Speaking to the microphones intentionally this time, President Barack Obama on Tuesday assured he had no hidden agenda with Russia for a second term, seeking to contain a controversial gaffe that bounded all the way to the campaign trail at home and back again.
Obama got caught on tape Monday telling Russian President Dmitry Medvedev that he would have more room to negotiate on missile defense after getting through a November election, presumably expecting to win and not have to face voters again.
Obama's Republican rivals back home pounced, accusing him of secretive plotting and dealing over American national security. So one day later, with Medvedev at his side again, Obama tried some on-the-record candor and humor to put it all to rest.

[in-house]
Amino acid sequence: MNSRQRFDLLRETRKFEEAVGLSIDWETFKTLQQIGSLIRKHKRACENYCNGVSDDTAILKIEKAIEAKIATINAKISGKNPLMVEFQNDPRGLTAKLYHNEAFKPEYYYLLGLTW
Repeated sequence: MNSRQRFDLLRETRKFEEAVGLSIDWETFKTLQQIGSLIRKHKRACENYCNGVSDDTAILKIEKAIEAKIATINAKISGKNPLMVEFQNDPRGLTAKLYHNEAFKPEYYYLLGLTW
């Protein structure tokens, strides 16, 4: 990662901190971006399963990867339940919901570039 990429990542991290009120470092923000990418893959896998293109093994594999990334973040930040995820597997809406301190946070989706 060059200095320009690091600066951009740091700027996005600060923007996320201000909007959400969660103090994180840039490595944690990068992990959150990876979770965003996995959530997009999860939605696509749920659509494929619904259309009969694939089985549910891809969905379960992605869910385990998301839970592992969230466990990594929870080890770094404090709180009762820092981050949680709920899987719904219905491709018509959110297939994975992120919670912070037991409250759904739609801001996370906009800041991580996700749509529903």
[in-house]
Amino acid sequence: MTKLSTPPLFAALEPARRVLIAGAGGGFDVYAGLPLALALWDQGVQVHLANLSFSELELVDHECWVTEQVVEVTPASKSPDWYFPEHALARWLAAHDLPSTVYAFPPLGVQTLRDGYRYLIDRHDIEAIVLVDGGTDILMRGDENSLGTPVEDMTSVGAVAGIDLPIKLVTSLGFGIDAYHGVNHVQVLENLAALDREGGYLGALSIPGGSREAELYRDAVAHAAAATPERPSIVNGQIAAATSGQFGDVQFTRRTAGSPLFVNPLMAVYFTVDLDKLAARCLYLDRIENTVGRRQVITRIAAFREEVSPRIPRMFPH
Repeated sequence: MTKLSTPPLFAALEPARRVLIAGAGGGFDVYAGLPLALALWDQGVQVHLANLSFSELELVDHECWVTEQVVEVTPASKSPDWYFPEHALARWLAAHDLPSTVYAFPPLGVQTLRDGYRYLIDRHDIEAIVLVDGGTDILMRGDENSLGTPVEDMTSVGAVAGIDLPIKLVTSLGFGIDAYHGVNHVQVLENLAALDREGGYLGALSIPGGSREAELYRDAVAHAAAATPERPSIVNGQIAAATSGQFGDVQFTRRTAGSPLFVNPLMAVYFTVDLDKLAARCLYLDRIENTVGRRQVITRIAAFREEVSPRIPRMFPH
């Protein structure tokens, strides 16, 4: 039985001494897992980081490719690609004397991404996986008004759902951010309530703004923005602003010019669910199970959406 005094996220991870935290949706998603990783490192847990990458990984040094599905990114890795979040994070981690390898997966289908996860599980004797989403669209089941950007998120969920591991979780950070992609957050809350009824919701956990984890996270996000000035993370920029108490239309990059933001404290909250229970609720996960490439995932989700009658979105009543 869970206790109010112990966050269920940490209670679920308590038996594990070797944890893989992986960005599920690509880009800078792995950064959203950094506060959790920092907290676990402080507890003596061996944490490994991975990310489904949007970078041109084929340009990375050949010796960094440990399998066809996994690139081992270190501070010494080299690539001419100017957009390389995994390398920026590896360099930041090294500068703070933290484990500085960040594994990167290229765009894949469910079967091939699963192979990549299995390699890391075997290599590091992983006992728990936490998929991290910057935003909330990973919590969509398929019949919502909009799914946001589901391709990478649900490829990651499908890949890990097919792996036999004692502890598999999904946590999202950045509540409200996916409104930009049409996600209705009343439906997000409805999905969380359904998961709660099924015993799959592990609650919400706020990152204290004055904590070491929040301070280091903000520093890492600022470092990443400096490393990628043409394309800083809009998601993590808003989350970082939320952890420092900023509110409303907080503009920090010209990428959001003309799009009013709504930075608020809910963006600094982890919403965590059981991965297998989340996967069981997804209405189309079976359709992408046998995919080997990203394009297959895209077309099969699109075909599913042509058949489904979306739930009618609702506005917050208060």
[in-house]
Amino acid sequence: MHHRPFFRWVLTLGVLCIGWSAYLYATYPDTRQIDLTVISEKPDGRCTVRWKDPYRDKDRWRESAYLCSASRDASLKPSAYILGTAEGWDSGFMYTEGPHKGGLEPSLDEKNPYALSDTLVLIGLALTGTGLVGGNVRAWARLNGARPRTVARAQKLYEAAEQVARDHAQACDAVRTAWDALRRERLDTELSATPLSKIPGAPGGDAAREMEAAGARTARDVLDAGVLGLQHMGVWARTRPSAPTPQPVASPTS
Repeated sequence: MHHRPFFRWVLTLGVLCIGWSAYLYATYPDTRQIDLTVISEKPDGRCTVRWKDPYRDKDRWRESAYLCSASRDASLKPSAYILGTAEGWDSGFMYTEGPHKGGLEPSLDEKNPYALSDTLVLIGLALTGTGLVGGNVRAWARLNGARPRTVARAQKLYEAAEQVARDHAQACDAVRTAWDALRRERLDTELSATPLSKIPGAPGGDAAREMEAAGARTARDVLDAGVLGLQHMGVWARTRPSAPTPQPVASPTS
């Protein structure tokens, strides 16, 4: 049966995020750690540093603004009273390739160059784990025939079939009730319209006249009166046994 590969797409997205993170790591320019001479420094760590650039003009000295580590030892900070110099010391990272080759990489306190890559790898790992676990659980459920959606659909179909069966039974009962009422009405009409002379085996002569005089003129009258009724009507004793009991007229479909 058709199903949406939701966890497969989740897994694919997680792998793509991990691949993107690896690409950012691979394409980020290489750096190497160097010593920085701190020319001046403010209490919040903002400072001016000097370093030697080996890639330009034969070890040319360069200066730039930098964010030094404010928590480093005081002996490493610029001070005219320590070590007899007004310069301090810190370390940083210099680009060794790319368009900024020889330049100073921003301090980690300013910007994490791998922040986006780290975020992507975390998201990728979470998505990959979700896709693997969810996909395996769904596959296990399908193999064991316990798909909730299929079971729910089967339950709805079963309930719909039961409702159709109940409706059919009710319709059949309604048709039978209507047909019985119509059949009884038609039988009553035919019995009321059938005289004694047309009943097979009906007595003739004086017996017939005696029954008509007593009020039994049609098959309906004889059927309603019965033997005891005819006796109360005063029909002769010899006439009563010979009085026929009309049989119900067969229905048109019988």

The president's explanation: He wants to work with Russia on the deeply divisive issue of a missile defense shield in Europe, knowing only by building trust first on that matter can he make gains on another goal of nuclear arms reductions. And there's no way to expect progress during the politics of this election year, so he is already looking to 2013.
"This is not a matter of hiding the ball," Obama said, well aware of criticism erupting at home. "I'm on record."
Still, Obama had not meant for his initial political assessment to be heard. It was picked up by live microphones during a meeting with Medvedev and soon shot around the world. "This is my last election," Obama was heard telling Medvedev, Russia's outgoing president. "After my election, I have more flexibility."
Seizing on the comments, 43 Republican senators sent a letter to the president saying any concessions to the Russians would run counter to U.S. safety and security, and contradict assurances Obama gave the Senate when he secured ratification of the New START treaty in December 2010.
"We will oppose any efforts by your administration to arbitrarily limit our missile defense capabilities or pursue ill-advised nuclear arms reductions," wrote the senators, led by Sen. Jon Kyl of Arizona.